"The 90,000 square-foot Library and Learning Center opened its doors in the fall of 2010. It has a capacity for 300,000 volumes. There are 37 study rooms that can be used for group and project work. The Library and Learning Center houses the Academic Enhancement Center, Quiet Reading Room, Heritage Lecture Room and the Center for Teaching Excellence. Additionally, Jazzman's Cafe is located on the main floor and serves light refreshments." http://www.ggc.edu/library/
"The building’s centerpiece is a three-story atrium that houses the Information Commons, an open study area providing a variety of furnishings for individual or group study. The atrium’s curtain wall provides impressive views to and from the central campus. Balconies and windows overlook the expansive atrium area from upper level floors." http://bit.ly/oHt5HK
"GGC's Library is the first academic library in Georgia to achieve LEED Gold certification, and it is one of only seven Gold-certified academic libraries in the U.S."
From the Vision Statement: "The James B. Hunt Jr. Library will be a beautiful and inspiring “signature” building that embodies the essence of Centennial Campus as a community built around knowledge. Located on the academic oval, this iconic building will be a vibrant intellectual and social forum for the campus community, showcasing the latest technologies and research achievements of the university. The timeless aspects of the library’s mission as a gateway to the world’s knowledge will be reflected in the building’s design -- forming a dynamic environment that brings diverse people and disciplines together and enables interaction, innovation, and the creation of new, nontraditional partnerships. In the design of this landmark building, NC State seeks nothing less than to create the best learning and collaborative space in the country." http://bit.ly/oBjMZJ
NC State has posted a wonderfully rich and informative set of documents, photos, videos and testimonials:
Presenters include Grace Chung and Lauren Ray from U of Washington, and Scott Collard and Kara Whatley of NYU.
"The NYU and University of Washington libraries simultaneously created research commons, transforming physical and virtual spaces and integrating content and technology specialists to serve 21st-century researchers. They will describe their redesign values, goals and process, user assessments, and the resulting services and spaces. Lessons learned and future interinstitutional collaborations will be discussed."
Blogger Brian Mathews (The Ubiquitous Librarian) has challenged us to dump the term (and all its variations) in favor of tried and true Library. "Just don’t call it a Commons: building the learning boutique model"http://bit.ly/ne2I8S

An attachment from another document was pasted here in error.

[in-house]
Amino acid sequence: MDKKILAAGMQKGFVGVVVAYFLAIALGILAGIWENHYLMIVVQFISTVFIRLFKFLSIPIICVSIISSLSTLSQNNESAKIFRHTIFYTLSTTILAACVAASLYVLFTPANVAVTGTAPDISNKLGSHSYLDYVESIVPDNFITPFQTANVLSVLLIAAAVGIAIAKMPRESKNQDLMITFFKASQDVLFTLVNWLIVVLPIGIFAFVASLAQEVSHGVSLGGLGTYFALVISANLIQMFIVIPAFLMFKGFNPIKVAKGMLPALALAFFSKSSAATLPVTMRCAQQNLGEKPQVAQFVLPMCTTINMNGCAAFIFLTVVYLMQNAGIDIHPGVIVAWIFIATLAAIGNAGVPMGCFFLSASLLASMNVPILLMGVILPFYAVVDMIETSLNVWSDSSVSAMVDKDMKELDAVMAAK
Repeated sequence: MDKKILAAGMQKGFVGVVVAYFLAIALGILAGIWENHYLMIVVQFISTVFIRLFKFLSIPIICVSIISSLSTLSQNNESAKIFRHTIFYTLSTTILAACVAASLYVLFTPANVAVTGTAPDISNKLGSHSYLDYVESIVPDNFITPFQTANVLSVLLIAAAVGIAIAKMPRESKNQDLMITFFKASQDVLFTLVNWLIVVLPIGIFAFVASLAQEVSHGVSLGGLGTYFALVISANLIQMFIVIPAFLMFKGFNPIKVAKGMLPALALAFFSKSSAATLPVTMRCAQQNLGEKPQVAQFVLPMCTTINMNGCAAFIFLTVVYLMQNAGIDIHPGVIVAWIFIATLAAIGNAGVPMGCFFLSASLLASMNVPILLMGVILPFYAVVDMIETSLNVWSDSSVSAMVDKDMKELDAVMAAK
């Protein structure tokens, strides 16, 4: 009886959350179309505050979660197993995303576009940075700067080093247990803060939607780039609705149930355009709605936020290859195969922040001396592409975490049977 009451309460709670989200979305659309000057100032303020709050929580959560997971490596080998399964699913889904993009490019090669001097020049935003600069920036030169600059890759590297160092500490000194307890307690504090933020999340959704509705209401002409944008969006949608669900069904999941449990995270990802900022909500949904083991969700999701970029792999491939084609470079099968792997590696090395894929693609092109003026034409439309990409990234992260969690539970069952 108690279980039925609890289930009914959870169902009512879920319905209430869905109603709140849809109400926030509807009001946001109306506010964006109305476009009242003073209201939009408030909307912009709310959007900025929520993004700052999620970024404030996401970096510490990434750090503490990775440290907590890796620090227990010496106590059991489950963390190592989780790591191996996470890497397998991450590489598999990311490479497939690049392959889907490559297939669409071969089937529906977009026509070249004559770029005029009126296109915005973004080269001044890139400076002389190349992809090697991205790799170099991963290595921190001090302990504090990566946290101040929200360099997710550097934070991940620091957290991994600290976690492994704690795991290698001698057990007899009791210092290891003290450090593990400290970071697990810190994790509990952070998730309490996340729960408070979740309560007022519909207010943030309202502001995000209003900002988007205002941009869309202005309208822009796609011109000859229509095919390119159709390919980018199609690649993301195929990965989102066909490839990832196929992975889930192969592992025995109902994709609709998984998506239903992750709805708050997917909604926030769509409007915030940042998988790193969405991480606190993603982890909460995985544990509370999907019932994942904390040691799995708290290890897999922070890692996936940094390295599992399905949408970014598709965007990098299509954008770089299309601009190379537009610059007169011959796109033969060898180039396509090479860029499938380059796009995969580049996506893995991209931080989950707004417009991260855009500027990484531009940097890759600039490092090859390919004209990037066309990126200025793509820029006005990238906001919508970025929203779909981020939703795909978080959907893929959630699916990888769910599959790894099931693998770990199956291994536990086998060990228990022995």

He makes a convincing case. Here are some provocative quotes:
"Libraries like to be able to point to a shinny new area and say “hey look, we’re modern—we have a commons!” But I think the emphasis then becomes on the technology and furniture, (and not the activity) which could be relocated to the student center, dorm areas, or an academic building."
"At UCSB we’re not using the term commons, but instead saying that the library is evolving. Our narrative is built around the theme that scholarship has changed and will continue to change and hence we are outfitting the library to address these various needs and academic activities."
"The central question is how do we design an environment that is ideal for the experience we want to encourage? How do we amplify and optimize the use of library space? It’s easy to just buy nice tables and lots of computers, but it’s much more challenging to design a place for experiences."
I agree with everything in those quotes, and with almost everything in the post. And yet...
I think we had to use something like commons to get beyond the iconic cliche of the library as the place where books are stored and librarians sit at the reference desk waiting for someone to ask a question. We had to overcome the resistance of some traditional librarians who objected to standing that concept and image on its head. Architects got it. The IT folks got it. And eventually a critical mass of librarians got it. But it took visionary librarians like Philip Tompkins and Scott Bennett to point the way. Their idea was to bridge the boundaries of print and electronic by creating a new organizing principle, a convergence based on user need, not traditional turf. Commons seemed to signal that coming together of service modes. And it is an evolutionary concept. As Tompkins told us during a consultation for our 1999 renovation: "The library builds the commons, then cedes it to the college. The commons becomes what the community needs."
There are some exciting new takes on the evolution of the library as a learning environment, even, as Brian suggests, moving the commons concept out of the library and into places like the dorms. I've tried to flag some of those on this blog.
It's a great time to be in this business. To use a phrase that Flannery O'Connor borrowed from Teilhard de Chardin, "everything that rises must converge." What better place for that convergence than The Library?
This blog serves as a directory to library websites (224 as of 5/3/13) where you can find models of the innovation that started as the information commons and has evolved into the learrning commons, knowledge commons and many variations.
Scroll down for links to planning documents, conference presentations, online articles and other blogs that might be useful.
I'll also be posting on other matters that point the way to innovations and interesting ideas on how libraries can improve the learning environment.